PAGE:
Sixty-four-year-old Fanny Ardant has an affair with 41-year-old Laurent Lafitte in “Bright Days Ahead,” and that’s pretty much all there is to Marion Vernoux’s trite MILF tale. Lame humor and underdeveloped drama make little of the sexual-revival-in-late-life theme, instead simply placing all the chips on the femme star’s undeniable, undimmed glamour — though it hardly seems boundary-pushing that a younger man might desire someone like Ardant, who probably wears the same snug jeans size she did at 24. Pedestrian pic should prove an easy crowdpleaser for older fest auds and Ardant’s loyal fans, but this Tribeca Film U.S. pickup looks to be a minor item elsewhere.
Having abandoned her dental practice a bit ahead of schedule over a dispute with a colleague, and having lost her best friend to cancer recently as well, Caroline (Ardant) doesn’t really know what to do with her sudden surplus of free time. Two daughters, now married with kids of their own, get her a trial membership to the titular local senior center, which on a first visit she finds offensively condescending toward its clientele. But when her longtime spouse, Philippe (Patrick Chesnais), can’t figure out what’s wrong with his PC, she reluctantly returns to take a computer class.
She finds herself starting to enjoy the various activities offered (pottery, wine tasting, nature walks, etc.), as well as the new friends she makes there, none more than attractive younger computer instructor Julien (Lafitte), and after little hesitation, they embark on a secret, highly physical involvement. It doesn’t remain secret for long among the center’s bemused patrons and staff. Last to know — though her uncharacteristically giddy behavior and frequent absences tip him off soon enough — is Philippe, who does not take lightly this betrayal or his wife’s unapologetic response when confronted. Then again, Julien doesn’t seem a very reliable fresh-start alternative, as he admits to being a sexual free agent, disinclined to commit to any one relationship.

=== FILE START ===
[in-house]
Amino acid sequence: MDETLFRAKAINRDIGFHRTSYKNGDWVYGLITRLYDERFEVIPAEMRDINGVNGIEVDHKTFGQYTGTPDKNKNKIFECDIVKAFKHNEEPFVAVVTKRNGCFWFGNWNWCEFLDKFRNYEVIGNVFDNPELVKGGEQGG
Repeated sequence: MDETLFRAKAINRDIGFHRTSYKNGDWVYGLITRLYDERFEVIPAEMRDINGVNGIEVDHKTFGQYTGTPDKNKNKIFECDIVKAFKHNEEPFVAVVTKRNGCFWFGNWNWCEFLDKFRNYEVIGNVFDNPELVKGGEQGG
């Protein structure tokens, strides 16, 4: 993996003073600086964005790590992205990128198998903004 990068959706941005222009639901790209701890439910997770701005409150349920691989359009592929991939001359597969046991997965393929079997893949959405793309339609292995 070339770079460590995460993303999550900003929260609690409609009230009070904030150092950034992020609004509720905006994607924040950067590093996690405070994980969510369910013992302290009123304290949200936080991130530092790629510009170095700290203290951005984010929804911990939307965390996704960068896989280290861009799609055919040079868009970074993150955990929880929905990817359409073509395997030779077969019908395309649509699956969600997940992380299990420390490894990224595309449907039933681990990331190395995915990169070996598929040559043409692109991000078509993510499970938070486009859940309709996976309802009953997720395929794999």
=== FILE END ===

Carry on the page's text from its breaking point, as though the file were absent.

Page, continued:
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But Caroline never seems all that concerned about her future, her family’s feelings or anything else. She’s an elegant blank filled only by Ardant’s reliable star magnetism, just as Julien has little personality beyond the charm Lafitte brings to the role. (Playing the one character whose actions are more understandable than arbitrary, Chesnais gets default acting honors here.)
Breezy to a flyweight fault, in a fashion more careless than carefree, Vernoux’s feature (based on a novel by co-scenarist Fanny Chesnel) doesn’t build the sense that much is at stake here, and its comedy is mostly of the banal plucky-oldsters-not-acting-their-age variety. Routine assembly will lose nothing on the smallscreen.